There was a Henry Snook in Finley’s 1st Regiment Mounted of the Ohio Militia during the War of 1812. Check this out.
In 1842, Henry was one of the first settlers of Powesheik County in an area called Snook’s Grove. He is listed as an original entry (first to purchase) of 200 acres in Powesheik County on 11/4/1848. Snook was a blacksmith and during the 1849 Gold Rush, his house was located on a busy road and found much business repairing wagons and shoeing horses of those who were going West to seek their fortunes. When the travel along this road stopped, he sold his property and moved to Texas. According to the book Powesheik Heritage, Henry Snook sold all his property and moved to Texas in July of 1853.
CRIMES & CRIMINALS
THE FOX AND LONG GANG.
“The fact has already been stated that at the time the first settlement was made in Poweshiek county there was an old cabin discovered in a grove a few miles north of the present site of Montezuma. A number of strangers were accustomed in those early days to occasionally visit the cabin, and, from the character of certain things which were afterward found in the ruins of the cabin, the early settlers were led to believe that it was originally the resort of a number of desperadoes known as the Fox and Long gang of counterfeiters and horse thieves. This supposition was confirmed by Mr. Snook, a blacksmith who early lived on Bear Creek, and who was frequently called upon by members of the gang to shoe their horses and repair certain tools for them.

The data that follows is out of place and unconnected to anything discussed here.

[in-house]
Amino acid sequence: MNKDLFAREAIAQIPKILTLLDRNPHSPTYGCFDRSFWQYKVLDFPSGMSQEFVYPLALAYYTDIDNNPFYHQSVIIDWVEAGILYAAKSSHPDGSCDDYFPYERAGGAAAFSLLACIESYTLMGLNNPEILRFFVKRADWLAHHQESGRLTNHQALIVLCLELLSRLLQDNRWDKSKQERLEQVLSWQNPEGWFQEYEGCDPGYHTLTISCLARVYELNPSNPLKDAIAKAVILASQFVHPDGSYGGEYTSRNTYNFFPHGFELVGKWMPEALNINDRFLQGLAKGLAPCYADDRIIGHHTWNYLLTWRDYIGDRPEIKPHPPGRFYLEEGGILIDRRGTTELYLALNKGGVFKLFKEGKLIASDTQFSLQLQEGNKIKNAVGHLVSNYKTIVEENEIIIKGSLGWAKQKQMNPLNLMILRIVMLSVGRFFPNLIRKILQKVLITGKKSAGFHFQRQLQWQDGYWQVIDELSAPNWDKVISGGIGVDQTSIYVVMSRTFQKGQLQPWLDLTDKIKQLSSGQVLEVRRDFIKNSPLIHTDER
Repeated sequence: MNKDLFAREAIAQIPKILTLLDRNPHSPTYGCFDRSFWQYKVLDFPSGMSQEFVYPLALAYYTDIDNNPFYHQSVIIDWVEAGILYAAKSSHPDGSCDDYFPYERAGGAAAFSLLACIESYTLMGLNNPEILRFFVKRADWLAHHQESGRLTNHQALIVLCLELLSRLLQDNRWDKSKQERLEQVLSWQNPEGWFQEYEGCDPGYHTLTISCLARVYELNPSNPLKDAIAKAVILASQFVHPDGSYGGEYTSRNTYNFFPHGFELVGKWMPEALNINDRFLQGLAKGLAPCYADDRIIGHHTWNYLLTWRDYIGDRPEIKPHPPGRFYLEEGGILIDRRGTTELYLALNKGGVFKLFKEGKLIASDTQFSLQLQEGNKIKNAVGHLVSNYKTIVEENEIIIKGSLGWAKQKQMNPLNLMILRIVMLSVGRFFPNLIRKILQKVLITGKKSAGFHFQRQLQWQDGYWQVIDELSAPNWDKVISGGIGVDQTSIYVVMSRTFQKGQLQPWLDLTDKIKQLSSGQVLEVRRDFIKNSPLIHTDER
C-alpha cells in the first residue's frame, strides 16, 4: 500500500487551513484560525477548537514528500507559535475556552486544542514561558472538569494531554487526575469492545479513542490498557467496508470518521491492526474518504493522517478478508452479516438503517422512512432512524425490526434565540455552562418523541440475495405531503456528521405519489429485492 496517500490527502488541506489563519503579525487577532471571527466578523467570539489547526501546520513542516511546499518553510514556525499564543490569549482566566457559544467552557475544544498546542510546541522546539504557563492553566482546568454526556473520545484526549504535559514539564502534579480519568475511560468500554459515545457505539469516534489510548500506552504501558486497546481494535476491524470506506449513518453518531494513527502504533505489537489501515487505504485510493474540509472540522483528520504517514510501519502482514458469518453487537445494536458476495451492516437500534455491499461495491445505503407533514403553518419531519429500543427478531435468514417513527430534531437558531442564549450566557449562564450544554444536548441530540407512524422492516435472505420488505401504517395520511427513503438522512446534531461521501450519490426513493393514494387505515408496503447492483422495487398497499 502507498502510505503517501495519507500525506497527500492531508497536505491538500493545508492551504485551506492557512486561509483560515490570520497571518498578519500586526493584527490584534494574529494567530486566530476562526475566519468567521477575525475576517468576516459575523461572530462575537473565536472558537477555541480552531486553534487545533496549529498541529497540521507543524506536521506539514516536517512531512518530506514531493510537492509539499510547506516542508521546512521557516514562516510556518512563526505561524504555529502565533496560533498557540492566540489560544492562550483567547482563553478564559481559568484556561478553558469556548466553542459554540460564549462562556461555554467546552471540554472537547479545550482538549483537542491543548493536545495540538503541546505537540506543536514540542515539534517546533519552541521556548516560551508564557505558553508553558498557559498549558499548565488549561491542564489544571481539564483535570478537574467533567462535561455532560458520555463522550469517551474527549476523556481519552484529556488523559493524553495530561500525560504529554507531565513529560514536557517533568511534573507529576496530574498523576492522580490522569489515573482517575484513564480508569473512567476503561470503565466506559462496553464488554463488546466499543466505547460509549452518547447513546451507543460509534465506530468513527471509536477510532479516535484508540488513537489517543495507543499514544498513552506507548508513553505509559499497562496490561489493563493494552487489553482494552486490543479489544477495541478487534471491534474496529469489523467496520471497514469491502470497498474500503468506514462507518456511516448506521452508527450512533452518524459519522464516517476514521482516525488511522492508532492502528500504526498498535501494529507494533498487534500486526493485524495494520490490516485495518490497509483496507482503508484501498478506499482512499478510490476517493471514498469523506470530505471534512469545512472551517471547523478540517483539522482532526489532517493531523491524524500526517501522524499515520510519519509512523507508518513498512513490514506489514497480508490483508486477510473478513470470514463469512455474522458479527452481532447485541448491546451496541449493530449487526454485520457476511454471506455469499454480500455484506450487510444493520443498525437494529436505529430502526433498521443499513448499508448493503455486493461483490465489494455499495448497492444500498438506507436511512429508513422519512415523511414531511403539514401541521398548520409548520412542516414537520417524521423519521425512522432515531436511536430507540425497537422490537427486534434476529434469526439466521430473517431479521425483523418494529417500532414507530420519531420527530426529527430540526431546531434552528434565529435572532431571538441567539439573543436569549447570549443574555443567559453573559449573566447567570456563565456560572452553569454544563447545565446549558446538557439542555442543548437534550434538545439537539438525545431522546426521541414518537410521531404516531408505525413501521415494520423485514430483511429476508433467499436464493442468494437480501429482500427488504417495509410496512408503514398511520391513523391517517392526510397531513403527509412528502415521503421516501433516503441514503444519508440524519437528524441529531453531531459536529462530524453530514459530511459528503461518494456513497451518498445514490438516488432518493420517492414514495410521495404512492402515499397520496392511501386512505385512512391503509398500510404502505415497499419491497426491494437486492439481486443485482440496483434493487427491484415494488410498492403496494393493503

On account of the supposition that the aforesaid cabin was the resort of counterfeiters and thieves the grove was named Bogus Grove by the settlers, and it went by that name for many years. From the fact that this gang undoubtedly had its headquarters in the county a local interest attaches to the history of these noted desperadoes. The members of the gang were the persons who murdered Colonel Davenport; they were afterward hunted down by a man named Bonney.”
According to Betty Welliver’s information, Henry is buried in Decatur Co, Iowa. (check this out!)
In 1880 census, Julie Snook Bodifield lists her parents’ birthplace as Virginia.
It may be possible to confirm family relationships with Henry by comparing test results with other
carriers of his Y-chromosome or his mother's mitochondrial DNA.
However, there are no known yDNA or mtDNA test-takers in his direct paternal or maternal line.
It is likely that these autosomal DNA test-takers will share DNA with Henry: